A pet animal, for many people, is considered to be far more than property and is a member of the family.California law now provides consideration of a companion pets care and well-being.

Pets As Property

California law considers an animal pet personal property. Rules state that, as personal property, family pets who have been purchased during a marriage will be constituted as community property. But in certain scenarios it can be qualified as an individual’s personal property. A pet is considered as separate property if it was bought before a marriage or after the couple separates. It could also be classified as separate property if the pet was gifted or inherited.

Courts resolve both spouses equal ownership interest like any other property. The court has the authority to order the sale of a pet and split the sale between both parties if the parties will not share ownership of the pet.

Pet Custody Under California Family Code § 2605

Effective January 1, 2019, Section 2605 was added to the California Family Code, which focused on the well being and care of the family pet while divorce is pending and the courts have decided the new ownership of the pet.

Under Section 2605 “care” is defined as “the prevention of acts of harm or cruelty…and the provision of food, water, veterinary care, and safe and protected shelter.”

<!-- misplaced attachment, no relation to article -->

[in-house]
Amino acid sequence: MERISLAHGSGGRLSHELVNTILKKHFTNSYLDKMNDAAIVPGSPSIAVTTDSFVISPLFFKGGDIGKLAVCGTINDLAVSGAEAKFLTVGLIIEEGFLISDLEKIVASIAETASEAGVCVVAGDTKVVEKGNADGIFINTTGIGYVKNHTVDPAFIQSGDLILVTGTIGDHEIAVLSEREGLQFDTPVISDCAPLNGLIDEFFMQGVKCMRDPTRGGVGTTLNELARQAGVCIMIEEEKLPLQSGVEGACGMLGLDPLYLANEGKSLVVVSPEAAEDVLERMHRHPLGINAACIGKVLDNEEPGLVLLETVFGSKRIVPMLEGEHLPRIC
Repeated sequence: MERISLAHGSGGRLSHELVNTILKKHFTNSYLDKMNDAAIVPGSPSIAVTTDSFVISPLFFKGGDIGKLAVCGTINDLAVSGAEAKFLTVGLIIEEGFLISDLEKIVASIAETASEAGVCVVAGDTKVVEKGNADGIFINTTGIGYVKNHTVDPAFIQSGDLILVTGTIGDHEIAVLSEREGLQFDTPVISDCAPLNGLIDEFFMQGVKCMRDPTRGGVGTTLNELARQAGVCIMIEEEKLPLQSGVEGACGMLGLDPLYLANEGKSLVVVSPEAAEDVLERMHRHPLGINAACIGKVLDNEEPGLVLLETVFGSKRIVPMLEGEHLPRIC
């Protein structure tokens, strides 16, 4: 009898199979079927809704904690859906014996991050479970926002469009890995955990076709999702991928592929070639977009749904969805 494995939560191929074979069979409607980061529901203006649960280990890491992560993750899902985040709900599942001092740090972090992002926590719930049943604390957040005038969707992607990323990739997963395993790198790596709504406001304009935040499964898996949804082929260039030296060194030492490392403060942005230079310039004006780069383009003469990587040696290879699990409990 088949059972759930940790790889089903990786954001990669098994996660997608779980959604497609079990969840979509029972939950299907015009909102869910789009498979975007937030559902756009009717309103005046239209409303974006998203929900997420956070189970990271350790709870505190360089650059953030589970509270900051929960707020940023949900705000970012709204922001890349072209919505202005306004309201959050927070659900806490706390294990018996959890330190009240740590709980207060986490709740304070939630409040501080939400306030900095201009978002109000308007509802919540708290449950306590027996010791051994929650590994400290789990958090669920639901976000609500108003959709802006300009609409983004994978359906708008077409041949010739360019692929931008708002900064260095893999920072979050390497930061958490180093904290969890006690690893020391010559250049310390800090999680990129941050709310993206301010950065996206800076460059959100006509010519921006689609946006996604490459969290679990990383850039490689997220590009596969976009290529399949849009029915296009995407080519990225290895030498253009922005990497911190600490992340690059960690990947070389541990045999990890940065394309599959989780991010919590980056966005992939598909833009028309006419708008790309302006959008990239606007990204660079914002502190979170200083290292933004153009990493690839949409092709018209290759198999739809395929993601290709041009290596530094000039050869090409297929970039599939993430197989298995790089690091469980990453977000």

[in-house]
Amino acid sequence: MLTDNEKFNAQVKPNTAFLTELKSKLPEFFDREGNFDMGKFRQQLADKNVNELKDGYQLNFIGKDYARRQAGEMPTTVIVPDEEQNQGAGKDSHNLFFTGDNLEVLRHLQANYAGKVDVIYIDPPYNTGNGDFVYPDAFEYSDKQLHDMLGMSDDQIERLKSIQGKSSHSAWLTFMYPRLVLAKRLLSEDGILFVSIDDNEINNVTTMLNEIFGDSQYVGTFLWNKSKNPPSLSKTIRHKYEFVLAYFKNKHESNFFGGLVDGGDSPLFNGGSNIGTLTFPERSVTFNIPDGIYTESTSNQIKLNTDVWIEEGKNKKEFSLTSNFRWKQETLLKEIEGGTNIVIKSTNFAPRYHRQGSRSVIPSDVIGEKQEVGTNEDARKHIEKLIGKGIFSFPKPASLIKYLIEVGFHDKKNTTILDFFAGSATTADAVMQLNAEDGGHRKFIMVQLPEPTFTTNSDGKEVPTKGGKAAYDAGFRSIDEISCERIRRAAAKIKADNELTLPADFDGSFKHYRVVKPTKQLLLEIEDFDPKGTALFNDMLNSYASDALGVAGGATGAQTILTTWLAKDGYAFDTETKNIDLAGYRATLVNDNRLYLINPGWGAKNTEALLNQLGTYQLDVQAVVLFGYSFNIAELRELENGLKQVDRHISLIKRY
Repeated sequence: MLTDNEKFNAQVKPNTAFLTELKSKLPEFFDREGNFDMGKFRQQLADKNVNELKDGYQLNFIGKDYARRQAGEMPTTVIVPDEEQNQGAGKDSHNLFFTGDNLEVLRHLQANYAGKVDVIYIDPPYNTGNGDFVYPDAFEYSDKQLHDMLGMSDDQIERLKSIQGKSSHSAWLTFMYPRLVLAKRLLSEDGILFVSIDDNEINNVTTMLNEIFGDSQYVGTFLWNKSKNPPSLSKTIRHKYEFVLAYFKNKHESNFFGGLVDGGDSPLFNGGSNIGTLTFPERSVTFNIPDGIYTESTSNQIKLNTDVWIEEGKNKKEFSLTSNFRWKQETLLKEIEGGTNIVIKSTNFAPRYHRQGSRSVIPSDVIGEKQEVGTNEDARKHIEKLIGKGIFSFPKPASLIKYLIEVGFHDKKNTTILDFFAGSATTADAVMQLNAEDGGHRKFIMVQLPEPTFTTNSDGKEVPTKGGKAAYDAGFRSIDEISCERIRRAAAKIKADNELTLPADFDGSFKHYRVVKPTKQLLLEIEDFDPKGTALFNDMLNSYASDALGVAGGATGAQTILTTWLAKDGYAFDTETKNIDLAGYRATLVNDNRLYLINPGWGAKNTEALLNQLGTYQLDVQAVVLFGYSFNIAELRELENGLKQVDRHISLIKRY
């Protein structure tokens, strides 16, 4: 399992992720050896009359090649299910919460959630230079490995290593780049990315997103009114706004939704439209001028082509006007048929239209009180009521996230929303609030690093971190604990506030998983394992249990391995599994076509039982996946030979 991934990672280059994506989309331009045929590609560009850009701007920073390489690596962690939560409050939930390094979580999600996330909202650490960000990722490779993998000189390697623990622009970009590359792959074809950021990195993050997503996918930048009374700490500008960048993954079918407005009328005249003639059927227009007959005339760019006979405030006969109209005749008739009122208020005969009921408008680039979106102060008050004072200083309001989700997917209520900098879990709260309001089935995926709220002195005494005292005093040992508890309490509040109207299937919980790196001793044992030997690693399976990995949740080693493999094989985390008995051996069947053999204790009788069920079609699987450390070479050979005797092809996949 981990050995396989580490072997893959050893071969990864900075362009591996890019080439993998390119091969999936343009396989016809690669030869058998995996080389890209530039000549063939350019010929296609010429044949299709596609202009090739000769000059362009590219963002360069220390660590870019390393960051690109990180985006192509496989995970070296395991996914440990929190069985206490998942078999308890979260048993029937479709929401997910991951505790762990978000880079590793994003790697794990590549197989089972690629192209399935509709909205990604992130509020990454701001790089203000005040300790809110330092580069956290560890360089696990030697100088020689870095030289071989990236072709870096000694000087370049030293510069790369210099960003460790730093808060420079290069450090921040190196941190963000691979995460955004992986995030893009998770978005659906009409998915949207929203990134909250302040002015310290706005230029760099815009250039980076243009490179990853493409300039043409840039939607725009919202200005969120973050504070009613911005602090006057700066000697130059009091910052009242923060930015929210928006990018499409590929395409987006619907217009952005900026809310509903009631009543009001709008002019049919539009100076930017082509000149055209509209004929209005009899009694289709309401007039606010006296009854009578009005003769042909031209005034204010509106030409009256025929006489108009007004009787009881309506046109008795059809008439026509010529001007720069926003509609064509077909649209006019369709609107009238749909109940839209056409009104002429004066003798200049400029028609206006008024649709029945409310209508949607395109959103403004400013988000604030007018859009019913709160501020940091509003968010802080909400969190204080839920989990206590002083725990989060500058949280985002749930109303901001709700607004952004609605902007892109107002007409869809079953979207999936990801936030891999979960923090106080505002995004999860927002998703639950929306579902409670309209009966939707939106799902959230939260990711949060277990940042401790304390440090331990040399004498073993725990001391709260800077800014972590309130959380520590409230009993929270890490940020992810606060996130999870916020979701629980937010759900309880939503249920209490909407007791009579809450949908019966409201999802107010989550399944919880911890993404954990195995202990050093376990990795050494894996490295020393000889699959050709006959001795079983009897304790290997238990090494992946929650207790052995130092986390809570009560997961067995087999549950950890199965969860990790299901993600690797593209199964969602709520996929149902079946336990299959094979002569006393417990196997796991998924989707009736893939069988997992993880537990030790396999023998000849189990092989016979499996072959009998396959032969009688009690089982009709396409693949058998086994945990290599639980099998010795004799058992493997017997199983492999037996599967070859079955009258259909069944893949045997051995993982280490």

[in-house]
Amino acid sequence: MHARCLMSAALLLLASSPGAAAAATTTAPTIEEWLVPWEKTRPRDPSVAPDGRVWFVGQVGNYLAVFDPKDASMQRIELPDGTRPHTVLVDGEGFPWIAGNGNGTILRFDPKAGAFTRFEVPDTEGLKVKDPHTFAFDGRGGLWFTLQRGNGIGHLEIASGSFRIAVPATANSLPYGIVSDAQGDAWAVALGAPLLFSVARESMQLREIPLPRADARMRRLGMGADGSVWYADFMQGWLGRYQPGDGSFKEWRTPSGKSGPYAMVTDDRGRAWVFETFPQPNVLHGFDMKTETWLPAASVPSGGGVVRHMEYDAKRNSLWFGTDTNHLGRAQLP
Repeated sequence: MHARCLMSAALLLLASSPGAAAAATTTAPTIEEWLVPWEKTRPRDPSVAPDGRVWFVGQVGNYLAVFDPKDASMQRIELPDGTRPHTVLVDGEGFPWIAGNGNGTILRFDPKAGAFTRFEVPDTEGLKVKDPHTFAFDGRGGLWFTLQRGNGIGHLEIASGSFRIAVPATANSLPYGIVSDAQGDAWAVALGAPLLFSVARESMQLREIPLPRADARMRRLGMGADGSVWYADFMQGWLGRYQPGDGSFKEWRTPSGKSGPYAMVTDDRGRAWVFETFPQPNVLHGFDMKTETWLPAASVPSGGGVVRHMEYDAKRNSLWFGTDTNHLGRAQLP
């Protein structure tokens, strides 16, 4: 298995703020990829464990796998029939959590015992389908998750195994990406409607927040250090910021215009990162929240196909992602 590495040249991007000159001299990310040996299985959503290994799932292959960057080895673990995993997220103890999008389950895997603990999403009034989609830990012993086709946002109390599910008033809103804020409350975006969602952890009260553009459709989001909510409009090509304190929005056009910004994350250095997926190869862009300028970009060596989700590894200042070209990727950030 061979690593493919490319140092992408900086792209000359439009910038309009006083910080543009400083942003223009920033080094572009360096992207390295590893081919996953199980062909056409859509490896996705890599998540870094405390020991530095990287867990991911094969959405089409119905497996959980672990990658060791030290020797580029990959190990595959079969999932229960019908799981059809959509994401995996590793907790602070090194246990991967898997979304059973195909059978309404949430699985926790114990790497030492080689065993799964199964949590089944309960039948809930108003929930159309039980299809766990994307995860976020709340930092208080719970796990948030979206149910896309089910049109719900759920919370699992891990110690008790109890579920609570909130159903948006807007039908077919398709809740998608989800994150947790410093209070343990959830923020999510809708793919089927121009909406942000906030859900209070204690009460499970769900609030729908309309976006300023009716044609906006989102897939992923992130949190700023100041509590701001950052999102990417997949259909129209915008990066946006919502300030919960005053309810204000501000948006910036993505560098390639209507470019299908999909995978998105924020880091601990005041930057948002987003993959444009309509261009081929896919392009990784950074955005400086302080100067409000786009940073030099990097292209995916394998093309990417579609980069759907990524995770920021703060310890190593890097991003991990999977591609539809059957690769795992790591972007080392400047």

Significantly, the new law includes that “the court, at the request of a party to proceedings for dissolution of marriage or legal separation of the parties, may assign sole or joint ownership of a pet animal taking into consideration the care of the pet animal.”

Just like child custody, the courts can order the parties to share custody and arrange alternating periods.

Such an arrangement was previously established only through stipulation according to the terms of a marital settlement agreement. However, parties may request arrangements and courts will consider the pets best interest. Alaska and Illinois are the first two states followed by California to pass a law that is in the best interest and well-being of pets in family court.

Assemblyman Bill Quirk, who introduced the law as AB 2274, stated that “There is nothing in the statute directing judges to treat a pet differently from any other type of property we own. However, as a proud parent of a rescued dog, I know that owners view their pets more than just property. They are part of our family, and their care needs to be a consideration during divorce proceedings.”